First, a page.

I watched two amazing TV programs last night. The first was Horizon and it was about why Earth, as far as we know right now, is the Goldilocks planet.
It’s not too close or too far from the Sun; which means it’s not too hot or cold.
There’s not too much or too little oxygen in the atmosphere.
It spins at the just the right speed to create a little turbulence to stir things up and we have just the right sized moon at the perfect distance to give us life enhancing tides to the seas; which have just the right amount of salt and other nutrients to make abundant life possible.
And then immediately afterwards was a programme about the wildlife of the west coast of America and the Sea of Cortez.
It was fascinating to watch blue whales swimming with their young and an amazing type of fish that beaches itself at high tide, burrows tail first into the wet sand to lay its eggs, before freeing itself and trying to avoid the masses array of predators who’d lined up to graze on this seafood buffet, to get back to the safety of the sea. But most incredible was a crab that lives two miles down in the superheated, 300 degrees, water that comes straight from the bowels of the earth. It would die instantly if moved to the “normal” temperatures we live in.
I tend not to watch a lot of TV but last night was different because I was preparing to go to Manchester this morning for the start of another week of training and I had to iron my shirts. A task I hate doing.
A new group of senior managers; and I know they’ll all be coming with their preconceived ideas of what the week will mean for them.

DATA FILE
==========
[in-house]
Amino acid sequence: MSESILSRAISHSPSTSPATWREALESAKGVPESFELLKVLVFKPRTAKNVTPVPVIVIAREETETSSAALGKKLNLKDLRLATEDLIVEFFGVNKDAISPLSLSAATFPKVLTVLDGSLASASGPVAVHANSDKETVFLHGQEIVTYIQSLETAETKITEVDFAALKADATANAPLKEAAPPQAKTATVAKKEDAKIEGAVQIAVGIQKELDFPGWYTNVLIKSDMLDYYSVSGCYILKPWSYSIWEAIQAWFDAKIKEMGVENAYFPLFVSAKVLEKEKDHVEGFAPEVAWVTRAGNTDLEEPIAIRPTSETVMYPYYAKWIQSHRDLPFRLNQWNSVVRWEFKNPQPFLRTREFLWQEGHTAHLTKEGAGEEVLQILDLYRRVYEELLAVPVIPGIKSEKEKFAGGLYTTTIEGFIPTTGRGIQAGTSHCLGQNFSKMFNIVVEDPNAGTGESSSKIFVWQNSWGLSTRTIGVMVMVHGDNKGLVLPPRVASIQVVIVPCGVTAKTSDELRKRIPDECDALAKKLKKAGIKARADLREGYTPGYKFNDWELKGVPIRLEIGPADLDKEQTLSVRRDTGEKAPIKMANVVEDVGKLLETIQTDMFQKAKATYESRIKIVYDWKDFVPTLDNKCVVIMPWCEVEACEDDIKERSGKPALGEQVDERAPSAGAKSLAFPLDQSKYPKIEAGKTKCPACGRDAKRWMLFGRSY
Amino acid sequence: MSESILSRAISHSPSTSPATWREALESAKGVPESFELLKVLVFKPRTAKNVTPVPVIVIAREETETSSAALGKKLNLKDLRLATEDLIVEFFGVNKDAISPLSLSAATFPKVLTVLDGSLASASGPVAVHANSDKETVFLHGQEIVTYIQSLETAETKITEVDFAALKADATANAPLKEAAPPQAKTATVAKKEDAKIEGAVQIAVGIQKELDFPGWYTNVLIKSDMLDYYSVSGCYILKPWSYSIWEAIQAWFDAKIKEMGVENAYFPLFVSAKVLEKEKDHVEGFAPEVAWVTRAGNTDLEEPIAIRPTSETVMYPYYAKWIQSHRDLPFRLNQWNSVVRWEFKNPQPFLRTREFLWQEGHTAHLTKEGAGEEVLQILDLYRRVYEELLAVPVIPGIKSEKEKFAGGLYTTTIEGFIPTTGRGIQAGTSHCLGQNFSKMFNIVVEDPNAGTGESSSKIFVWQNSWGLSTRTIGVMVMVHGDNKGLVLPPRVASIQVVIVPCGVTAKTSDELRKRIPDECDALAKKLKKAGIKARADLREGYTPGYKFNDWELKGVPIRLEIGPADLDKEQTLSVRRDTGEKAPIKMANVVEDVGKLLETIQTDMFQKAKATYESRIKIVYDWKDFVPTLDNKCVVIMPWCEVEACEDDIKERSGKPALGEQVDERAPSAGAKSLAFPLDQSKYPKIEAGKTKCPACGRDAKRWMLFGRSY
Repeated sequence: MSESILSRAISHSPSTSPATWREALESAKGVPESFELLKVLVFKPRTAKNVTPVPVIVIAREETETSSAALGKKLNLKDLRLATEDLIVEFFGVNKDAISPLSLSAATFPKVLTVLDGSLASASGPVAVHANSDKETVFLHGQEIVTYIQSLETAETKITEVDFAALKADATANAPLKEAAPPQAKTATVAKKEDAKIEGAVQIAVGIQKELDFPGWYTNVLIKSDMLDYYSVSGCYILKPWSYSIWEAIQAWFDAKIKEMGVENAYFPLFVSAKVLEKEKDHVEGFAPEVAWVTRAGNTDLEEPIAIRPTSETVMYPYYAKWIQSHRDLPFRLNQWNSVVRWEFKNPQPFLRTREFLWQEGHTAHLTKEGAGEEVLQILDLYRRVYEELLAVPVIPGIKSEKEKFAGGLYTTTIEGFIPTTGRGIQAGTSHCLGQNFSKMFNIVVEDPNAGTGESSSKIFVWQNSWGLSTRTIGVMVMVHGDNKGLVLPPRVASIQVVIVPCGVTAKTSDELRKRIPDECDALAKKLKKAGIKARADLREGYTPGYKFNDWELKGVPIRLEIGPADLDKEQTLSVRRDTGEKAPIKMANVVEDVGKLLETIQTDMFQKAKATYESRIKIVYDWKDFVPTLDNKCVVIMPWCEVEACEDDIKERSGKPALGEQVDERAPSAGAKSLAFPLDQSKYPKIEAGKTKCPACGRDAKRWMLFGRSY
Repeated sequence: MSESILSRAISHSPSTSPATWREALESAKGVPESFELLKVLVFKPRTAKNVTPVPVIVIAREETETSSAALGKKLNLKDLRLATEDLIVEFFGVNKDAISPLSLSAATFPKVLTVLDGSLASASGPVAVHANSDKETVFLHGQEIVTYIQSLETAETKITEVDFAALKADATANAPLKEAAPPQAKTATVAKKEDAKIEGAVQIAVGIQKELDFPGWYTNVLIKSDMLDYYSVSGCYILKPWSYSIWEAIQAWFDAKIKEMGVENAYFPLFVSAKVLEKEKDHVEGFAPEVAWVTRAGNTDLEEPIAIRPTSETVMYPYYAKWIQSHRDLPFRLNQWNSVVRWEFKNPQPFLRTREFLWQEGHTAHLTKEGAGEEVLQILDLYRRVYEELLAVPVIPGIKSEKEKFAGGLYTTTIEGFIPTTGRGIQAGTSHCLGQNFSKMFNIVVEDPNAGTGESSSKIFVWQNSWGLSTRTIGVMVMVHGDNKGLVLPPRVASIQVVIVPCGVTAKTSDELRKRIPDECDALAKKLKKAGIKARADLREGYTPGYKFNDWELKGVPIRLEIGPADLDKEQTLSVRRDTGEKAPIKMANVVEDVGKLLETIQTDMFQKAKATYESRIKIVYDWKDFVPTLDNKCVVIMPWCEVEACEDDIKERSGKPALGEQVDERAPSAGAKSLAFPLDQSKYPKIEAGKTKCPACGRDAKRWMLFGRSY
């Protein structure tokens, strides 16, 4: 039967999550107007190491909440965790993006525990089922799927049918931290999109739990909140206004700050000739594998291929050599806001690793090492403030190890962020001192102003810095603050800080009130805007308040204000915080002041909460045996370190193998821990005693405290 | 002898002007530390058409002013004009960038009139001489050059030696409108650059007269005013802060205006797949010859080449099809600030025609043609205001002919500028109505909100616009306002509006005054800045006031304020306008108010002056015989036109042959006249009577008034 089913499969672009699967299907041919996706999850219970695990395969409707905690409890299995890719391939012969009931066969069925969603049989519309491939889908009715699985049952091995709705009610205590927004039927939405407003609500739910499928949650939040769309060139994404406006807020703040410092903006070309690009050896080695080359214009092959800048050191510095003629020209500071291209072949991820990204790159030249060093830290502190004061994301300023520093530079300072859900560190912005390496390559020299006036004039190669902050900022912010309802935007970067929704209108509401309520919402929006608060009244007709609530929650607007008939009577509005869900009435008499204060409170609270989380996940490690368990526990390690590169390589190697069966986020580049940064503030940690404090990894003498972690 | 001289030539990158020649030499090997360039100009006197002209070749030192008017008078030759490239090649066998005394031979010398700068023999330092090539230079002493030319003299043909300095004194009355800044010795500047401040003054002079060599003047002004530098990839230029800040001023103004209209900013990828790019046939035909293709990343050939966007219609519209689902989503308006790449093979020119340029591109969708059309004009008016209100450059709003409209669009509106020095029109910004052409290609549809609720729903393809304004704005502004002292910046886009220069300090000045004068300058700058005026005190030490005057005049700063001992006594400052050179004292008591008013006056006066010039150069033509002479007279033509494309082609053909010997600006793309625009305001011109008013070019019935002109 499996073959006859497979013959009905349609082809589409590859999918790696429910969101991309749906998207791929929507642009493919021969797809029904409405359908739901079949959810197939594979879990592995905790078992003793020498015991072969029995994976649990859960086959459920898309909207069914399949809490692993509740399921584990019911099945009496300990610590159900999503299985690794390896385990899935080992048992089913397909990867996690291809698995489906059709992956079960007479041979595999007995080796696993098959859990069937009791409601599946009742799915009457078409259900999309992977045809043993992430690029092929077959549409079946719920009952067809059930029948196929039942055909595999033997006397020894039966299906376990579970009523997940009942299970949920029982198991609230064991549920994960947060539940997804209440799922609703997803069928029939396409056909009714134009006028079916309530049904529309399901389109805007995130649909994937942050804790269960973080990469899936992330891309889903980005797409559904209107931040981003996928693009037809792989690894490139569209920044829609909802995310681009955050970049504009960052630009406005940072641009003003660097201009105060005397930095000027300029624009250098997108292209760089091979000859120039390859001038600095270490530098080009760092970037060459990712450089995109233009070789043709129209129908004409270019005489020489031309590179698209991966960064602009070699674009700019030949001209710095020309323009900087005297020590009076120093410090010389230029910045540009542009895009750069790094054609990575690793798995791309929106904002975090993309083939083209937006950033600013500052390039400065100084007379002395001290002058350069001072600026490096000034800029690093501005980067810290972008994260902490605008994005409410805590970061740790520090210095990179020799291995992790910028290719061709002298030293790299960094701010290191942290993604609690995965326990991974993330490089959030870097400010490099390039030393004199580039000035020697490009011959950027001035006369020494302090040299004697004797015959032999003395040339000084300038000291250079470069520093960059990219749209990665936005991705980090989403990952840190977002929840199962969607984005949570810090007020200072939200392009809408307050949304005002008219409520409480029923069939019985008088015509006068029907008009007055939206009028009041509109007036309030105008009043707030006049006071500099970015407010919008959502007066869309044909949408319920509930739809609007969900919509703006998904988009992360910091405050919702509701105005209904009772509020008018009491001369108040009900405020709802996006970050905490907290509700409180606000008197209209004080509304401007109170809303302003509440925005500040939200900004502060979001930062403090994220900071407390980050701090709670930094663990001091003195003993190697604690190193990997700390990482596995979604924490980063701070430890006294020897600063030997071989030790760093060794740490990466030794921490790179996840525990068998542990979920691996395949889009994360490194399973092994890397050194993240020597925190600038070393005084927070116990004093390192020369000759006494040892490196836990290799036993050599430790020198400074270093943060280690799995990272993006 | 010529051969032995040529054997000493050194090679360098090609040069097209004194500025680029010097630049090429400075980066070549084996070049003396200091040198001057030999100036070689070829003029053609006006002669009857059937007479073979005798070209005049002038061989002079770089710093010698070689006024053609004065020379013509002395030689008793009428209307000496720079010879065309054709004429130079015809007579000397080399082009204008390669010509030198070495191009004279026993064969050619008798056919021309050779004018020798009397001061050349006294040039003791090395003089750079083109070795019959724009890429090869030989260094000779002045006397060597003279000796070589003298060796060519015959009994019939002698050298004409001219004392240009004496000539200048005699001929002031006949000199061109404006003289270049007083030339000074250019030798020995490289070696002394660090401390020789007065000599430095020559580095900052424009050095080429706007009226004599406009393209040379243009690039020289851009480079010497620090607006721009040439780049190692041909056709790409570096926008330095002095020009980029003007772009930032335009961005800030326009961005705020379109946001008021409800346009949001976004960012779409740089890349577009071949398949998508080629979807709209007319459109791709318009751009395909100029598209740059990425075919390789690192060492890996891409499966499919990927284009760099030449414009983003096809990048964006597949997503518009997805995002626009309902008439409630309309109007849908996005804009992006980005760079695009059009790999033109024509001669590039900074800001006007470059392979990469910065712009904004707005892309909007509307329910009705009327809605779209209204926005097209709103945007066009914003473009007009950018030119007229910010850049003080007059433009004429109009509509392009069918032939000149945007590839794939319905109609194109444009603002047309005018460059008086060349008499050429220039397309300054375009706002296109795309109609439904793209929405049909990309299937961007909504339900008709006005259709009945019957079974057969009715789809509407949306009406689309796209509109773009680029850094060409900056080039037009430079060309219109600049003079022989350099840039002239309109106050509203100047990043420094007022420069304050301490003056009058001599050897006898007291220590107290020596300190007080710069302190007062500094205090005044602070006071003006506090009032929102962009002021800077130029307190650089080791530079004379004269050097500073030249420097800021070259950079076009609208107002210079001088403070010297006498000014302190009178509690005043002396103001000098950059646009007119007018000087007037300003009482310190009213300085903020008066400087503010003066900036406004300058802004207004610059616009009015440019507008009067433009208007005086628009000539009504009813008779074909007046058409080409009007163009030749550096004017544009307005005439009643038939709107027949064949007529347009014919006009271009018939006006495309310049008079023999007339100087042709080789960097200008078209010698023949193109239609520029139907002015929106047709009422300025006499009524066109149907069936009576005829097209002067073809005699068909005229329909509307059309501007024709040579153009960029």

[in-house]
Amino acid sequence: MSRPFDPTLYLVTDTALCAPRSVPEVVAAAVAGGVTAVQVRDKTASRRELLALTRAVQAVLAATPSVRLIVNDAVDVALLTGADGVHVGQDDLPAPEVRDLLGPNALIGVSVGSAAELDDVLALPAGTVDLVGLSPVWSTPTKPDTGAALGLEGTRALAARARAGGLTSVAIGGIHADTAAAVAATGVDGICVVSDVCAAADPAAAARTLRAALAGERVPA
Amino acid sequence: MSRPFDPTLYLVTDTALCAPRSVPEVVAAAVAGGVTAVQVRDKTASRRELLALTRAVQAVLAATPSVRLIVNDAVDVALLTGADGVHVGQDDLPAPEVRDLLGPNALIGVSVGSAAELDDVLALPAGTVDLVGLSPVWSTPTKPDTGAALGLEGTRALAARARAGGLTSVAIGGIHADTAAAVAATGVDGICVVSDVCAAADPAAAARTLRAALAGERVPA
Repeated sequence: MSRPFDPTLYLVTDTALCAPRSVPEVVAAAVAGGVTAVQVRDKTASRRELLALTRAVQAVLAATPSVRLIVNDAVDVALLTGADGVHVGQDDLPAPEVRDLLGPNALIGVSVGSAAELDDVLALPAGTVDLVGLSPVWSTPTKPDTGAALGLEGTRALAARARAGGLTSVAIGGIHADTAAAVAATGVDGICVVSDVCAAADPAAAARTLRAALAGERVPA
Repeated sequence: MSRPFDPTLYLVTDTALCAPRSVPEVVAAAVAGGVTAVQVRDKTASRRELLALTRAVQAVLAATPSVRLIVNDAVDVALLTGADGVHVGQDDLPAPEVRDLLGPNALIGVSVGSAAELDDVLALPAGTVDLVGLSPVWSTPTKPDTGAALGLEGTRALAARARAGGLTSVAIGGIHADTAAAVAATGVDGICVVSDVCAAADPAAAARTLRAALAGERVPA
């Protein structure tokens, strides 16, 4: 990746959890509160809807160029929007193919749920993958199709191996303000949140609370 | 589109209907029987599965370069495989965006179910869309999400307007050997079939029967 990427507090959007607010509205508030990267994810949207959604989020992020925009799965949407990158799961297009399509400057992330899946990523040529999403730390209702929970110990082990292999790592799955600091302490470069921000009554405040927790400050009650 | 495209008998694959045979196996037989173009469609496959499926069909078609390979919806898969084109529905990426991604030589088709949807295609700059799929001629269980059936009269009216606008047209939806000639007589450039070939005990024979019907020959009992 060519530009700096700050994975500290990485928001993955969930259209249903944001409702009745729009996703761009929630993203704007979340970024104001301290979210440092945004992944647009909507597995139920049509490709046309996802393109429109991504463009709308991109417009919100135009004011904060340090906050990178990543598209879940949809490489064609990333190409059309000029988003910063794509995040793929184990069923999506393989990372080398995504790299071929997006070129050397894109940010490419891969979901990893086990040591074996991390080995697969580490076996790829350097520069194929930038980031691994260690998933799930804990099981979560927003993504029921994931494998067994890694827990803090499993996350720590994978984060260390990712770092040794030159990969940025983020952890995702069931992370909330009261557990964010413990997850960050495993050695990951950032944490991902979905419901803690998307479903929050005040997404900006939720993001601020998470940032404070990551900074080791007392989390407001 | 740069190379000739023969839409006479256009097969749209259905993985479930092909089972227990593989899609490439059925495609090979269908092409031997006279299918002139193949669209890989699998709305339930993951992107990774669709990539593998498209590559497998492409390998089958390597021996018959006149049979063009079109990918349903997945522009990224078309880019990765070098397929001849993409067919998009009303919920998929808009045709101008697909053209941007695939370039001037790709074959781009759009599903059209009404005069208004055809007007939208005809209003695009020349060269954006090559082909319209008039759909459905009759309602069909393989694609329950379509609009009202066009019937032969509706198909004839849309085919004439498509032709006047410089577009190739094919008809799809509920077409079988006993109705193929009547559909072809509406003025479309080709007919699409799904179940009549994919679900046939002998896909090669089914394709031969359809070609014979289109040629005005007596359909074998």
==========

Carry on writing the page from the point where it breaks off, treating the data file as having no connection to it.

Ultimately it’s about personal and professional development and this can be a difficult thing for senior managers. Because, when you think about it, these are all people who are paid to know what they are doing and to have the answers.
To get the best out of the training they have to be prepared to put themselves into a mental state of “not knowing” and, of course, this makes them feel vulnerable.
So part of my job is to get them into that right state of mind, so they are open to the possibility of the learning that can come if they commit themselves to taking a full part in the training.
Naturally, as with any group, there is always a spectrum of attitudes. So I always go in knowing that this will be the case but not knowing how the group will respond.
It keeps the nerves sharp and stops any complacency from setting in.
When the programme finished a thought came to mind about something I’d seen earlier in the morning.
I was just leaving the gym and the question in the subject line of this email just hit me.
I go to the local sports centre gym which is set in the local park; so lots of people take their dogs for walks. And, as I came out of the door there was a chap taking his two dachshunds for a walk.
Now I’m a dog person. I love the way that dogs are generally happy. I know that some dogs that are mistreated but where I come across most of them is in the park where they are being looked after by their caring owners. So they are happy dogs.
They run around with their tails wagging; sniffing, sometimes barking but always happy.
The dachshunds don’t go around thinking “why haven’t I got long elegant legs like that Boxer?” The greyhound doesn’t think “why can’t I be cute and cuddly like that Scotty?” They’re just happy to be who they are.
And that’s what makes us different to dogs and all the other animals I’d been watching on TV.
We are the only species on earth that has the awareness that we have the potential within us to become more than we are today.
In fact it’s not just a potential; it’s a driving force that if we don’t feel we are meeting will lead to frustration and dissatisfaction with our lives.
It can take many different forms. It doesn’t have to show up as driving need to be an entrepreneur or a pop star. A professional sportsperson or an actor. It might be that we just want to be the best parent we can be or best teacher or best friend. The point is we are the only species on earth that can choose.
Generally we all have something in which we want to be the best we can be but the difficulty can be in deciding what that is.
What is it for you? Are you like the crab that can only live in 300 degree water? Or the Dachshund that doesn’t know it only has little legs?
When you can answer that question life takes on a different meaning.
I’m looking forward to this week. It’s going to be like the Forrest Gump quote:
‘…..a box of chocolates. You never know what you’re gonna get.’